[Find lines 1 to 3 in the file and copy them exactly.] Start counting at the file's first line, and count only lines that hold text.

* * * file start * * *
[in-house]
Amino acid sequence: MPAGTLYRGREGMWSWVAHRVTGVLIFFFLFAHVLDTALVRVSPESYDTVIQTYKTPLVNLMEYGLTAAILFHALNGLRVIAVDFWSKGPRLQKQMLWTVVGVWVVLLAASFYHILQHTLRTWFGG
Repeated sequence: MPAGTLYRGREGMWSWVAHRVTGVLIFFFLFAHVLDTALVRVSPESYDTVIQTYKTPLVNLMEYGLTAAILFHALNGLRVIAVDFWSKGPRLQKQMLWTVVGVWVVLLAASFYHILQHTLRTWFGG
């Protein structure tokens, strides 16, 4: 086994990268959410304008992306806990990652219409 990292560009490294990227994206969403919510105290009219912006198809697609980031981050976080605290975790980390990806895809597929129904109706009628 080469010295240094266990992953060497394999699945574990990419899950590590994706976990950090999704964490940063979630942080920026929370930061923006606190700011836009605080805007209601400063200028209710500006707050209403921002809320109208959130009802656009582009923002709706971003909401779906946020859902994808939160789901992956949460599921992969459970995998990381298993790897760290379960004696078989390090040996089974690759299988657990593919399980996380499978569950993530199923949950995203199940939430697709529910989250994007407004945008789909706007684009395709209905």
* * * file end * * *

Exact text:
[in-house]
Amino acid sequence: MPAGTLYRGREGMWSWVAHRVTGVLIFFFLFAHVLDTALVRVSPESYDTVIQTYKTPLVNLMEYGLTAAILFHALNGLRVIAVDFWSKGPRLQKQMLWTVVGVWVVLLAASFYHILQHTLRTWFGG
Repeated sequence: MPAGTLYRGREGMWSWVAHRVTGVLIFFFLFAHVLDTALVRVSPESYDTVIQTYKTPLVNLMEYGLTAAILFHALNGLRVIAVDFWSKGPRLQKQMLWTVVGVWVVLLAASFYHILQHTLRTWFGG